Dental surgery on the Road Lewisham SE13
A dental extraction is the removal of teeth from the dental socket in the alveolar bone. Extractions are performed for a variety of reasons, but most commonly to remove teeth which have become un-restorable through tooth decay, periodontal disease or dental trauma; especially when they are associated with toothache.
After extraction, a blood clot would normally form in the socket to protect the bone and nerves underneath. This clot should be looked after as it speeds up healing process and reduces the risk of infection. For the first 24 hours, is it advised to avoid eating hot food, not to smoke, drink any alcohol, and especially not to disturb the clot in any way.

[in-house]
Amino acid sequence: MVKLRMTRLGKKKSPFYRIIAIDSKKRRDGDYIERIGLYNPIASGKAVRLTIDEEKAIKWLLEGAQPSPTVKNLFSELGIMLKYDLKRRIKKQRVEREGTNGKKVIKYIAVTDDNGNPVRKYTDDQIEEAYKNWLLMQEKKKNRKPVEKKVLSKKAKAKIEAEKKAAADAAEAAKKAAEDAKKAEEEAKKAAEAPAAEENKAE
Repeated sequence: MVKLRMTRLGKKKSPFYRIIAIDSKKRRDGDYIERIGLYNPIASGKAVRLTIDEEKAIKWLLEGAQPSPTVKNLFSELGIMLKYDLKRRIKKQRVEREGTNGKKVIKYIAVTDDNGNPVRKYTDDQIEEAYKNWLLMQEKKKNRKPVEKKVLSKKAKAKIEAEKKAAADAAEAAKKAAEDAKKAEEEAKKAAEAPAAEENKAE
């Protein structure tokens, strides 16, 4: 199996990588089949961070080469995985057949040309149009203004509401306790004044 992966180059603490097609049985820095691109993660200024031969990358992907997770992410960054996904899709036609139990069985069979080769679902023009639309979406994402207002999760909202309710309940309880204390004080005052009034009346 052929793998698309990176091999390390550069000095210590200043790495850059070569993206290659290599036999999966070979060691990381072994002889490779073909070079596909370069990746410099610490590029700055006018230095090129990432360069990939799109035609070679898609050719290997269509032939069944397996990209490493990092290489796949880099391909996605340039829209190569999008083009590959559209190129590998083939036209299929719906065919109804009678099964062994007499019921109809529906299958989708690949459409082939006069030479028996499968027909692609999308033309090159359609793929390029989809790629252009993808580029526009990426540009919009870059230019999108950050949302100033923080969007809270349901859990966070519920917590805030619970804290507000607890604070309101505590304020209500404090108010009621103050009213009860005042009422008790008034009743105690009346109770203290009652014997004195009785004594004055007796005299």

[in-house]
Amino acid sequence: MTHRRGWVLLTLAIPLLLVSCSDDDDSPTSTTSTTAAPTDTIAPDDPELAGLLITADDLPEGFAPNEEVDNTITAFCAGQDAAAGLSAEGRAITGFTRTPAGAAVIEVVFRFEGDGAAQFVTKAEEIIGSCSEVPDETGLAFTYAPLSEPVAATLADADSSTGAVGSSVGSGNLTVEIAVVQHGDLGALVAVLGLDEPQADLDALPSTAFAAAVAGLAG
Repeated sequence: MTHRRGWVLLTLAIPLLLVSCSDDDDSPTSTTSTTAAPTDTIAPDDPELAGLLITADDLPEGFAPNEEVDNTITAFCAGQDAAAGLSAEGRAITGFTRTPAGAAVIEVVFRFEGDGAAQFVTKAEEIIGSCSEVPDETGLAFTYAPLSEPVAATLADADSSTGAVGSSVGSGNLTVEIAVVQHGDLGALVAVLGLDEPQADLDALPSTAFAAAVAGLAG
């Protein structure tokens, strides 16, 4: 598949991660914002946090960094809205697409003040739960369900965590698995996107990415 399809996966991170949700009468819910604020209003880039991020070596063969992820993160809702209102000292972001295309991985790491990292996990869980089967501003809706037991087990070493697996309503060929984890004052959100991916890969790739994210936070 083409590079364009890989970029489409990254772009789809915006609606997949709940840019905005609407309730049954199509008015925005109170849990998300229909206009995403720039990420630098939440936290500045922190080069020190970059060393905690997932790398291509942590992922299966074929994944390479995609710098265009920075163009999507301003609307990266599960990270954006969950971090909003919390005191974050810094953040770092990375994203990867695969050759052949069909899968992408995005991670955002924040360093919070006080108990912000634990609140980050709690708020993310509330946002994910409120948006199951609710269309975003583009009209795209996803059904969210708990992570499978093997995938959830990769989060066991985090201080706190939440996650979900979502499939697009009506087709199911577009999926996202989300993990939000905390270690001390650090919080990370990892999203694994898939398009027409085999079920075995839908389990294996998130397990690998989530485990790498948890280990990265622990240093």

Here are some other factors that may also contribute to the risk of affecting the clot:
- Poor oral hygiene,
- Having wisdom teeth pulled,
- Having greater than usual trauma during the tooth extraction surgery,
- Using birth control pills,
- Have a history of dry socket after having teeth pulled,
- Rinsing and spitting a lot,
- Drinking through a straw after the removal of a tooth.
Sometimes, this clot can become dislodged or dissolve a couple of days after the extraction, leaving the bone and nerve exposed to air, food, fluid, and anything else that enters the mouth. This is called dry socket, and can lead to not only infection, but severe pain that can last for 5 or 6 days. This is why having and maintaining the clot is so important. Fortunately only very small percentages, about 2-5%, of people develop dry socket after a tooth extraction, and although it may be uncomfortable, it is easily treatable.